Setia-Atmaja et al. (2009) and Maury (2006) showed that the intensity of family control, when individually considered does not directly impact performance. In the first study, signalling elements surrounding the ways in which control is exerted by the family are much more effective variables in predicting performance (Setia-Atmaja et al., 2009). Dividend distributions and debt leveraging are interchangeable strategies which compensate minority shareholders for a lower level of board independence, usually occurring in family firms. However, they tend to stress that this situation occurs in relation to a structured and highly protective investor market, and thus possible expropriations from the family control group are less likely and less of a concern for investors. For this reason, giving more benefits to all shareholders through the distribution of dividends is a more effective strategy rather than appointing external directors who may be replaced or disposed at the will of the family.
In the second study, the style of control is instead paramount (Maury, 2006). An active and involved family shareholder group is able to boost performance because of a decreased level of conflicts between shareholders and managers, spheres that tend to strongly overlap. However, this conversely leads to an increase in conflicts between groups of shareholders (minority vs family). Without a proper legal system to protect property rights, such conflicts decrease the value of stocks and their premium price for control. Passive, or remissive, control of family groups does not affect performance.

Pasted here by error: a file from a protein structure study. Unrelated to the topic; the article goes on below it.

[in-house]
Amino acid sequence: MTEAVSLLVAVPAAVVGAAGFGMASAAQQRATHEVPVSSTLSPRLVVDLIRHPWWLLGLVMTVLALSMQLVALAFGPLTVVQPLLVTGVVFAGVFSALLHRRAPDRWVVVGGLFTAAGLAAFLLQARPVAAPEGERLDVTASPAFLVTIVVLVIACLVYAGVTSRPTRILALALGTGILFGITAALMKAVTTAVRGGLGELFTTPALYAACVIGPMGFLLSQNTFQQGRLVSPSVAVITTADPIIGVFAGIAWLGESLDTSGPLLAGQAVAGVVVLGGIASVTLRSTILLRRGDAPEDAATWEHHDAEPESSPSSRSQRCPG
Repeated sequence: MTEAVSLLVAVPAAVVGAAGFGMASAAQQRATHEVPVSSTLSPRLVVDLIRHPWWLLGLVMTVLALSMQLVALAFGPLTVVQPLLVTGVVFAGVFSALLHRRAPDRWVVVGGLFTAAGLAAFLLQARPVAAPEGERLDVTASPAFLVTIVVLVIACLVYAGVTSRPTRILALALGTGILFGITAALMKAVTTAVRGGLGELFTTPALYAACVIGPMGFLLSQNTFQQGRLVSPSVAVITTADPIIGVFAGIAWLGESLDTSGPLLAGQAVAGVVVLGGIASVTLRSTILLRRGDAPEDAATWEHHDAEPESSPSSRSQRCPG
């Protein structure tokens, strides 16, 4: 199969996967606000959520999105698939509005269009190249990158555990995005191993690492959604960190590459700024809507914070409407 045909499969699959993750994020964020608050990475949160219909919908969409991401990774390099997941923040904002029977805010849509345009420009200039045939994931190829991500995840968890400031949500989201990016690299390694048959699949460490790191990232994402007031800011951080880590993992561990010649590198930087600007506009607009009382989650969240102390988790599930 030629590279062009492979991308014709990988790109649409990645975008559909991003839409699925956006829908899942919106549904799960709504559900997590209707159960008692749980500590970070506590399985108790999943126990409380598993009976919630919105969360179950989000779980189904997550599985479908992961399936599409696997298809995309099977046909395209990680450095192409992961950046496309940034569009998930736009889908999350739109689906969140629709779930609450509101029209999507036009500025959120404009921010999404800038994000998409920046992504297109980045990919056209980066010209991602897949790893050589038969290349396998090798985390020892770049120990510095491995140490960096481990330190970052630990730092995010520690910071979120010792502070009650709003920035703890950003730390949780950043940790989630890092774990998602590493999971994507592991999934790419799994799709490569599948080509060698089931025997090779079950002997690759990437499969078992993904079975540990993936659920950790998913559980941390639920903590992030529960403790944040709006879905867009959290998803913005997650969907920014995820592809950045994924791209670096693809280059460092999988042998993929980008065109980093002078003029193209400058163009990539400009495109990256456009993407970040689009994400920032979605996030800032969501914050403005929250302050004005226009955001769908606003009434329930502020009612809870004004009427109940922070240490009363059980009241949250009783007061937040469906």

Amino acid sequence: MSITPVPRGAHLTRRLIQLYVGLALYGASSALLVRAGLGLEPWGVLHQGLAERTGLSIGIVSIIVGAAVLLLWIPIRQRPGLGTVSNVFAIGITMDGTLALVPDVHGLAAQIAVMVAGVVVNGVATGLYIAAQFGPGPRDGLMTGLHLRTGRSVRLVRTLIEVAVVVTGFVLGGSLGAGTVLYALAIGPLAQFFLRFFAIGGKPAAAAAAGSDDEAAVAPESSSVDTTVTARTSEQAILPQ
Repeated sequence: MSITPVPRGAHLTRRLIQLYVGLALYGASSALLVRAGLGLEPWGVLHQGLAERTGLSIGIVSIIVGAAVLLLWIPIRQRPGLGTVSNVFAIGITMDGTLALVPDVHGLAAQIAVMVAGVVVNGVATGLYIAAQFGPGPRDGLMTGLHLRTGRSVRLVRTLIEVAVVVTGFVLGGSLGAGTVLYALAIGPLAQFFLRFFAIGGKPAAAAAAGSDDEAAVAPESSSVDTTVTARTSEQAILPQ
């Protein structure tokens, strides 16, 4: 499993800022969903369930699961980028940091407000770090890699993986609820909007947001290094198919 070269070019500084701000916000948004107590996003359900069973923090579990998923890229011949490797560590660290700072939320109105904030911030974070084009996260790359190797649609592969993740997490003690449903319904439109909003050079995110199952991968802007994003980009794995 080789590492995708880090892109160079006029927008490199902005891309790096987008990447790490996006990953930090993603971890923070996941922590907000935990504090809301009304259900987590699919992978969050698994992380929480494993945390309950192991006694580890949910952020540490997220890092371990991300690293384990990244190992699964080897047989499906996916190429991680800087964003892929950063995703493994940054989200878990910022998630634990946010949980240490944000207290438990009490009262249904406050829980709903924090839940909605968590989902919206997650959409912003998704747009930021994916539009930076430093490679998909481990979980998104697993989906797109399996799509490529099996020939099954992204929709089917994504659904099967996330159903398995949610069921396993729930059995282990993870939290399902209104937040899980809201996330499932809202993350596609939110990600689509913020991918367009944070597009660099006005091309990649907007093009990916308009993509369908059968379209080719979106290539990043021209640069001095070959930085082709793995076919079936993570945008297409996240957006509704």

The other papers within this cluster also interrogate the role of family control on performance, recognising that family control needs to be balanced to boost performance. However, agency problems and conflicts that the excessive discretional power of the family can cause in these papers is balanced at an organisational and managerial level, and so the conflicts considered are similar to those of previous clusters.
Examples of counterbalancing mechanisms for family control can be found in the presence of an independent and non-family CFO (Caselli and Digiuli, 2010), or an organisational climate that is prone to the open debate and to the discussion of the CEO’s vision (Ensley, 2006). This managerial independency allows family firms to consider the full range of possibilities at hand, and concerns surrounding potential abuses of power are subdued. Thus, this managerial independency also protects all stakeholders and consequentially a family firm’s performance can improve significantly.